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Spatial variability in retail gasoline markets

Abstract

Retail gasoline prices continue to be of much interest to the public, with significant economic implications. Of course, pricing too has considerable influence on human behavioral patterns of movement, particularly travel. While national and state gasoline prices may vary, they are largely tied to fairly predictable factors, including the price of crude oil, weather, political stability, and refinery production capabilities, among others. However, local and regional gasoline prices can vary considerably. Capabilities for better understanding and predicting variation in gasoline retail prices are both informative and necessary, particularly with respect to spatial factors. This paper explores characteristics related to gasoline price differences across a region. Of particular interest is assessing price gouging behavior, especially the targeting of disadvantaged groups. A spatial analytic framework that incorporates exploratory spatial data analysis, remote sensing, geographic information systems and spatial statistics is proposed to investigate the impact of local market conditions on regional retail prices of gasoline.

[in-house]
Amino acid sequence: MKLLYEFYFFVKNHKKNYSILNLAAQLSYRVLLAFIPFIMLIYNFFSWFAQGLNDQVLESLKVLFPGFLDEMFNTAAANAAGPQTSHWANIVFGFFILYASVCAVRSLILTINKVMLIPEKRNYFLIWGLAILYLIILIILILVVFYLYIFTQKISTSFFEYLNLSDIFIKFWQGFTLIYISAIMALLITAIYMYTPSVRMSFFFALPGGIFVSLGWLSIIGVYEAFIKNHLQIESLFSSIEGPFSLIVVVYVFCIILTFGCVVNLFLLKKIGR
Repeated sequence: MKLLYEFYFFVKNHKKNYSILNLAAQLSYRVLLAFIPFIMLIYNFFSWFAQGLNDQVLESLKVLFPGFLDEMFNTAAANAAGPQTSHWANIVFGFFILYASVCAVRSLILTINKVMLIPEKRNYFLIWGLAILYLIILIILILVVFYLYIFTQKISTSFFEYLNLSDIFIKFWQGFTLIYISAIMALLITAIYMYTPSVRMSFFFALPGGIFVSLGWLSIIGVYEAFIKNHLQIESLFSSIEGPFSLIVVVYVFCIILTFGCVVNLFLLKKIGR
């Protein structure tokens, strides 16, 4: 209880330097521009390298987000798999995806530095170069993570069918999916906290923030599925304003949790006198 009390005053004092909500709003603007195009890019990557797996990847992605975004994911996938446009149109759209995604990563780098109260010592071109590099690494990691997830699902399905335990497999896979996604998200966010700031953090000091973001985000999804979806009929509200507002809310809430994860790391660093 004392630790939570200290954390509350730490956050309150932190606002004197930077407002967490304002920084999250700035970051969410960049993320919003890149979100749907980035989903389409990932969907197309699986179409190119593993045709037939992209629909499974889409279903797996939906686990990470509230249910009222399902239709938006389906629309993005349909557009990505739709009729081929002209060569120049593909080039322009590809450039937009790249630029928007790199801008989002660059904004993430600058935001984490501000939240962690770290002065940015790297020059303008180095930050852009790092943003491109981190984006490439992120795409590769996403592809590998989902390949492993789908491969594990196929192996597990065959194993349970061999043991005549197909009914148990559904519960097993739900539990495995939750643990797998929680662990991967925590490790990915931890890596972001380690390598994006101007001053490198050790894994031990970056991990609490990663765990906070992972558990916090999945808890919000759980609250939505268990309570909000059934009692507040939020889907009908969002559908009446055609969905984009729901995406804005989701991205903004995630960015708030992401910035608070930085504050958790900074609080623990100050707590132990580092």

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Notes

  1. A similar definition of price gouging can be found in The Federal Price Gouging Prevention Act (H.R.1252), which was passed by the US House in May, 2007, but killed in the Senate.

  2. In Michigan, the UDAP Statute MCL 445.903(1)(z) is not specifically targeted at disaster-triggered gouging. Instead, it prohibits charging a price in gross excess of the price for which similar products or services are sold. Likewise, in Maine, 10 M.R.S.A. §1105 (profiteering) 5 MRSA §207 (UTPA) forbids unjust or unreasonable profits in the sale, exchange or handling of necessities.

  3. Twelve different distance thresholds are tested for the six distance-based variables, which leads to nearly three million different regression models to assess. The most significant explanatory variables were adopted in the spatial regression analysis. While other variable combinations might become significant in the spatial regression context, computational complexity is prohibitive in this case for evaluating all potential model combinations.

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Acknowledgements

An initial version of this paper was presented at the 2018 Western Regional Science Association conference held in Pasadena, CA. The first author would also like to thank her UCSB Master's committee members, Richard Church and Stuart Sweeney, for input and comments on this research.

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Correspondence to Alan T. Murray.

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Xu, J., Murray, A.T. Spatial variability in retail gasoline markets. Asia-Pac J Reg Sci 3, 581–603 (2019). https://doi.org/10.1007/s41685-019-00104-z

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Keywords

  • Pricing behavior
  • Retail
  • Regression
  • GIS
  • Spatial analytics